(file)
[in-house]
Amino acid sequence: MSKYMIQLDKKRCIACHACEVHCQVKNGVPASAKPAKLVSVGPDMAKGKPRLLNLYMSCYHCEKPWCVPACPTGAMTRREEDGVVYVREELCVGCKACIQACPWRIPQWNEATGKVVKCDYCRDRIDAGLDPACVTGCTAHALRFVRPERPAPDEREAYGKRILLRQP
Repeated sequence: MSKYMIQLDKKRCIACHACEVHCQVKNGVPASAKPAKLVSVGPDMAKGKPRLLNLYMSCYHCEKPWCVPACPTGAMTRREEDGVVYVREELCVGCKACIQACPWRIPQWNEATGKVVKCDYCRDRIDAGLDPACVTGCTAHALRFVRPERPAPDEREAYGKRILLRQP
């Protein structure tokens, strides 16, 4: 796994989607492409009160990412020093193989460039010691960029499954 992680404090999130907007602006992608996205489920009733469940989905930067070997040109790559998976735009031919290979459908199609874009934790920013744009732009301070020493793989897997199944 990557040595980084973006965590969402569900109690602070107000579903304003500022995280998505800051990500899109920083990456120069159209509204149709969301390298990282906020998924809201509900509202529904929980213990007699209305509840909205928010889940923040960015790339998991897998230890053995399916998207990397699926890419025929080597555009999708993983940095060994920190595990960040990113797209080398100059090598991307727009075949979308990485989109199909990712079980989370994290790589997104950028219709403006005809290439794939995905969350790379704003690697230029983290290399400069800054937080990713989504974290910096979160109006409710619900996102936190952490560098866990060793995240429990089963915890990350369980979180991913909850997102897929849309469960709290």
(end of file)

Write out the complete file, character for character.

[in-house]
Amino acid sequence: MSKYMIQLDKKRCIACHACEVHCQVKNGVPASAKPAKLVSVGPDMAKGKPRLLNLYMSCYHCEKPWCVPACPTGAMTRREEDGVVYVREELCVGCKACIQACPWRIPQWNEATGKVVKCDYCRDRIDAGLDPACVTGCTAHALRFVRPERPAPDEREAYGKRILLRQP
Repeated sequence: MSKYMIQLDKKRCIACHACEVHCQVKNGVPASAKPAKLVSVGPDMAKGKPRLLNLYMSCYHCEKPWCVPACPTGAMTRREEDGVVYVREELCVGCKACIQACPWRIPQWNEATGKVVKCDYCRDRIDAGLDPACVTGCTAHALRFVRPERPAPDEREAYGKRILLRQP
């Protein structure tokens, strides 16, 4: 796994989607492409009160990412020093193989460039010691960029499954 992680404090999130907007602006992608996205489920009733469940989905930067070997040109790559998976735009031919290979459908199609874009934790920013744009732009301070020493793989897997199944 990557040595980084973006965590969402569900109690602070107000579903304003500022995280998505800051990500899109920083990456120069159209509204149709969301390298990282906020998924809201509900509202529904929980213990007699209305509840909205928010889940923040960015790339998991897998230890053995399916998207990397699926890419025929080597555009999708993983940095060994920190595990960040990113797209080398100059090598991307727009075949979308990485989109199909990712079980989370994290790589997104950028219709403006005809290439794939995905969350790379704003690697230029983290290399400069800054937080990713989504974290910096979160109006409710619900996102936190952490560098866990060793995240429990089963915890990350369980979180991913909850997102897929849309469960709290």